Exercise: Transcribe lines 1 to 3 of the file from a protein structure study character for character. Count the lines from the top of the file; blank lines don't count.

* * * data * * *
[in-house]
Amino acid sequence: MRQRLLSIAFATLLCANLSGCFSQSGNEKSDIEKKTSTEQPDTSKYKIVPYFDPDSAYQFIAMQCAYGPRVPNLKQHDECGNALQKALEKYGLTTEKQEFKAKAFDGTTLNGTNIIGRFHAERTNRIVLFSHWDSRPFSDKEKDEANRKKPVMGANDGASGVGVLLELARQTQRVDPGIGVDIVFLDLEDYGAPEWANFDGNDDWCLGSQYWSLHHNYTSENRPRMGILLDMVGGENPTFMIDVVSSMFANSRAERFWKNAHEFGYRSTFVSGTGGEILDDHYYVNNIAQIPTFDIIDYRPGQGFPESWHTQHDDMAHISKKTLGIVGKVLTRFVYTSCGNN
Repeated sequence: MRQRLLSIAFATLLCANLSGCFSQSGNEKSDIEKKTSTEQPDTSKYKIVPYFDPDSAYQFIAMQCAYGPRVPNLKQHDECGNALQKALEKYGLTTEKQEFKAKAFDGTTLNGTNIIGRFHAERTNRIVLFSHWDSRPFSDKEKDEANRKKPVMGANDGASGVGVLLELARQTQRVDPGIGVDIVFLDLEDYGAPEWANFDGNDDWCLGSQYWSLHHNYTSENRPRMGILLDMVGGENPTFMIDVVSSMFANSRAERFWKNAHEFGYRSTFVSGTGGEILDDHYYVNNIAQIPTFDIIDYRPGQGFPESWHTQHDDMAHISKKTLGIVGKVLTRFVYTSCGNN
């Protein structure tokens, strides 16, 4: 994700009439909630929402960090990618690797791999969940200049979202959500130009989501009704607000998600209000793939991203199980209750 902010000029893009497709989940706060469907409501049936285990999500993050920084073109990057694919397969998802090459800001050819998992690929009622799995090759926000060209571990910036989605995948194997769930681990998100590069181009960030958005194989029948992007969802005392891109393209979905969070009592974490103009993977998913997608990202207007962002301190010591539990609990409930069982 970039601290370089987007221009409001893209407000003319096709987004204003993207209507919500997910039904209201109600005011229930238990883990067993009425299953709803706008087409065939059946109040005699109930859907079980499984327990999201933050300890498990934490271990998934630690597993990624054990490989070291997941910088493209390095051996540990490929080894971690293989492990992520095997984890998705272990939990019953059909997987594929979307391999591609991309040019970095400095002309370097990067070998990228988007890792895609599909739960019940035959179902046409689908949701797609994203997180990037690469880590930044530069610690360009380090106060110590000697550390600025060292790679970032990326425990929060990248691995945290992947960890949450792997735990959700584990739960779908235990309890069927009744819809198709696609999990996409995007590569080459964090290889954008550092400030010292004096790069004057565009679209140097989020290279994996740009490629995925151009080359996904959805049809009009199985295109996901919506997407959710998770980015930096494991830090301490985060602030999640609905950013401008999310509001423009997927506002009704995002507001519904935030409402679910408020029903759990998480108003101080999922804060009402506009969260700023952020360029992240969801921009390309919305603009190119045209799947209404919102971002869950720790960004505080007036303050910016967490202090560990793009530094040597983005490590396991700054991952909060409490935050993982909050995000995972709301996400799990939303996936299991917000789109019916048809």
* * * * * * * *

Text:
[in-house]
Amino acid sequence: MRQRLLSIAFATLLCANLSGCFSQSGNEKSDIEKKTSTEQPDTSKYKIVPYFDPDSAYQFIAMQCAYGPRVPNLKQHDECGNALQKALEKYGLTTEKQEFKAKAFDGTTLNGTNIIGRFHAERTNRIVLFSHWDSRPFSDKEKDEANRKKPVMGANDGASGVGVLLELARQTQRVDPGIGVDIVFLDLEDYGAPEWANFDGNDDWCLGSQYWSLHHNYTSENRPRMGILLDMVGGENPTFMIDVVSSMFANSRAERFWKNAHEFGYRSTFVSGTGGEILDDHYYVNNIAQIPTFDIIDYRPGQGFPESWHTQHDDMAHISKKTLGIVGKVLTRFVYTSCGNN
Repeated sequence: MRQRLLSIAFATLLCANLSGCFSQSGNEKSDIEKKTSTEQPDTSKYKIVPYFDPDSAYQFIAMQCAYGPRVPNLKQHDECGNALQKALEKYGLTTEKQEFKAKAFDGTTLNGTNIIGRFHAERTNRIVLFSHWDSRPFSDKEKDEANRKKPVMGANDGASGVGVLLELARQTQRVDPGIGVDIVFLDLEDYGAPEWANFDGNDDWCLGSQYWSLHHNYTSENRPRMGILLDMVGGENPTFMIDVVSSMFANSRAERFWKNAHEFGYRSTFVSGTGGEILDDHYYVNNIAQIPTFDIIDYRPGQGFPESWHTQHDDMAHISKKTLGIVGKVLTRFVYTSCGNN